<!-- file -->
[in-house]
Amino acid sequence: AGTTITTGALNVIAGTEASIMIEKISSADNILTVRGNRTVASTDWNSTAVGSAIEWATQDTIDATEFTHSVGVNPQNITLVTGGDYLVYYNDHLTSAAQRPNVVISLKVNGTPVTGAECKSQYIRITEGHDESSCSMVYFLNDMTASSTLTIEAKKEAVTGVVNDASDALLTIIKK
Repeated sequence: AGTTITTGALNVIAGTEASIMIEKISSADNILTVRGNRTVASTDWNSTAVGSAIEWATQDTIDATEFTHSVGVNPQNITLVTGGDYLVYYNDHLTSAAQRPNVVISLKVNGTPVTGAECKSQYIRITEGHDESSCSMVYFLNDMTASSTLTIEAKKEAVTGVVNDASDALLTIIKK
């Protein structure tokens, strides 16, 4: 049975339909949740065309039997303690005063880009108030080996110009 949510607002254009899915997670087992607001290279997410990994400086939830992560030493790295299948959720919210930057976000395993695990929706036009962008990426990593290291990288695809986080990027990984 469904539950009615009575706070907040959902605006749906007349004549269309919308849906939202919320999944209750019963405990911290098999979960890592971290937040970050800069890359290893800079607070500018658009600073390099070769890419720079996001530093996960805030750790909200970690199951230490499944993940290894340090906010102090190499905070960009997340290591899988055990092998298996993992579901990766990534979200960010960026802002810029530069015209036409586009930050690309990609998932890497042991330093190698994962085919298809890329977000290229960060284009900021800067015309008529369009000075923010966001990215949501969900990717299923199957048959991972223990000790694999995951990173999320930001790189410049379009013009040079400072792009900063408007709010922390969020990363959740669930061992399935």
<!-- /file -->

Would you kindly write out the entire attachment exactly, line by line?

[in-house]
Amino acid sequence: AGTTITTGALNVIAGTEASIMIEKISSADNILTVRGNRTVASTDWNSTAVGSAIEWATQDTIDATEFTHSVGVNPQNITLVTGGDYLVYYNDHLTSAAQRPNVVISLKVNGTPVTGAECKSQYIRITEGHDESSCSMVYFLNDMTASSTLTIEAKKEAVTGVVNDASDALLTIIKK
Repeated sequence: AGTTITTGALNVIAGTEASIMIEKISSADNILTVRGNRTVASTDWNSTAVGSAIEWATQDTIDATEFTHSVGVNPQNITLVTGGDYLVYYNDHLTSAAQRPNVVISLKVNGTPVTGAECKSQYIRITEGHDESSCSMVYFLNDMTASSTLTIEAKKEAVTGVVNDASDALLTIIKK
């Protein structure tokens, strides 16, 4: 049975339909949740065309039997303690005063880009108030080996110009 949510607002254009899915997670087992607001290279997410990994400086939830992560030493790295299948959720919210930057976000395993695990929706036009962008990426990593290291990288695809986080990027990984 469904539950009615009575706070907040959902605006749906007349004549269309919308849906939202919320999944209750019963405990911290098999979960890592971290937040970050800069890359290893800079607070500018658009600073390099070769890419720079996001530093996960805030750790909200970690199951230490499944993940290894340090906010102090190499905070960009997340290591899988055990092998298996993992579901990766990534979200960010960026802002810029530069015209036409586009930050690309990609998932890497042991330093190698994962085919298809890329977000290229960060284009900021800067015309008529369009000075923010966001990215949501969900990717299923199957048959991972223990000790694999995951990173999320930001790189410049379009013009040079400072792009900063408007709010922390969020990363959740669930061992399935």